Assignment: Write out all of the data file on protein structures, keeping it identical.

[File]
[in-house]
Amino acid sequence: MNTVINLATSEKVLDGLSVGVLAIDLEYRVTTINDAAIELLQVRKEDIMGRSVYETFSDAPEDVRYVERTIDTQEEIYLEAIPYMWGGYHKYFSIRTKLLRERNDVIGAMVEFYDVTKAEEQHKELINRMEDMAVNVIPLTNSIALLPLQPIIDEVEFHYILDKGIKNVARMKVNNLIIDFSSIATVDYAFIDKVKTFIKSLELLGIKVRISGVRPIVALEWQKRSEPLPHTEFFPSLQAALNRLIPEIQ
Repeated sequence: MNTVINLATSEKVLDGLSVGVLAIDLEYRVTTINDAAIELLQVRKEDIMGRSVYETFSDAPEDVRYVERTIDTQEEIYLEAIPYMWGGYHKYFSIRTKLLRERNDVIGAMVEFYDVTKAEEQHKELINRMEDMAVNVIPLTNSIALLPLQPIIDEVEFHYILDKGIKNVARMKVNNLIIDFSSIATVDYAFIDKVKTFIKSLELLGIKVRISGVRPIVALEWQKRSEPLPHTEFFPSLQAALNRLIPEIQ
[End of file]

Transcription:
[in-house]
Amino acid sequence: MNTVINLATSEKVLDGLSVGVLAIDLEYRVTTINDAAIELLQVRKEDIMGRSVYETFSDAPEDVRYVERTIDTQEEIYLEAIPYMWGGYHKYFSIRTKLLRERNDVIGAMVEFYDVTKAEEQHKELINRMEDMAVNVIPLTNSIALLPLQPIIDEVEFHYILDKGIKNVARMKVNNLIIDFSSIATVDYAFIDKVKTFIKSLELLGIKVRISGVRPIVALEWQKRSEPLPHTEFFPSLQAALNRLIPEIQ
Repeated sequence: MNTVINLATSEKVLDGLSVGVLAIDLEYRVTTINDAAIELLQVRKEDIMGRSVYETFSDAPEDVRYVERTIDTQEEIYLEAIPYMWGGYHKYFSIRTKLLRERNDVIGAMVEFYDVTKAEEQHKELINRMEDMAVNVIPLTNSIALLPLQPIIDEVEFHYILDKGIKNVARMKVNNLIIDFSSIATVDYAFIDKVKTFIKSLELLGIKVRISGVRPIVALEWQKRSEPLPHTEFFPSLQAALNRLIPEIQ